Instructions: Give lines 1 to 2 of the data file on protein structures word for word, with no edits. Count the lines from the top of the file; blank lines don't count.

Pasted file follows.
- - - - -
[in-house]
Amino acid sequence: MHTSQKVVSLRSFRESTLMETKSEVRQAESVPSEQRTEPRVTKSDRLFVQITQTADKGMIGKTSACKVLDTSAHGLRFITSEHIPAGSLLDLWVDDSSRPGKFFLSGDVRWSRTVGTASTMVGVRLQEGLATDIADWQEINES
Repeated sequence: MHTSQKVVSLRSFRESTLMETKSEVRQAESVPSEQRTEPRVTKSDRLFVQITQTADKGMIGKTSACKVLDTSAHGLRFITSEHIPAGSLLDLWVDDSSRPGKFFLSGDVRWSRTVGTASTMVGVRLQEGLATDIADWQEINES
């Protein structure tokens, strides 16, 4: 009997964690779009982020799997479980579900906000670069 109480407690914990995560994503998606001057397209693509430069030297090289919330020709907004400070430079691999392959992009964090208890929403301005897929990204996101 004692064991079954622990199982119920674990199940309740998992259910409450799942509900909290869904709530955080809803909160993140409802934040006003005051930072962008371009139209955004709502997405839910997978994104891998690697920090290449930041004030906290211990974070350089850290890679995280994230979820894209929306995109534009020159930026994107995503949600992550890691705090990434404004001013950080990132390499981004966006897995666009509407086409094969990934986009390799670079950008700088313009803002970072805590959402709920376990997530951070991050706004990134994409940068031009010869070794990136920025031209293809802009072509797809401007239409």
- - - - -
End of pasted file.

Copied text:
[in-house]
Amino acid sequence: MHTSQKVVSLRSFRESTLMETKSEVRQAESVPSEQRTEPRVTKSDRLFVQITQTADKGMIGKTSACKVLDTSAHGLRFITSEHIPAGSLLDLWVDDSSRPGKFFLSGDVRWSRTVGTASTMVGVRLQEGLATDIADWQEINES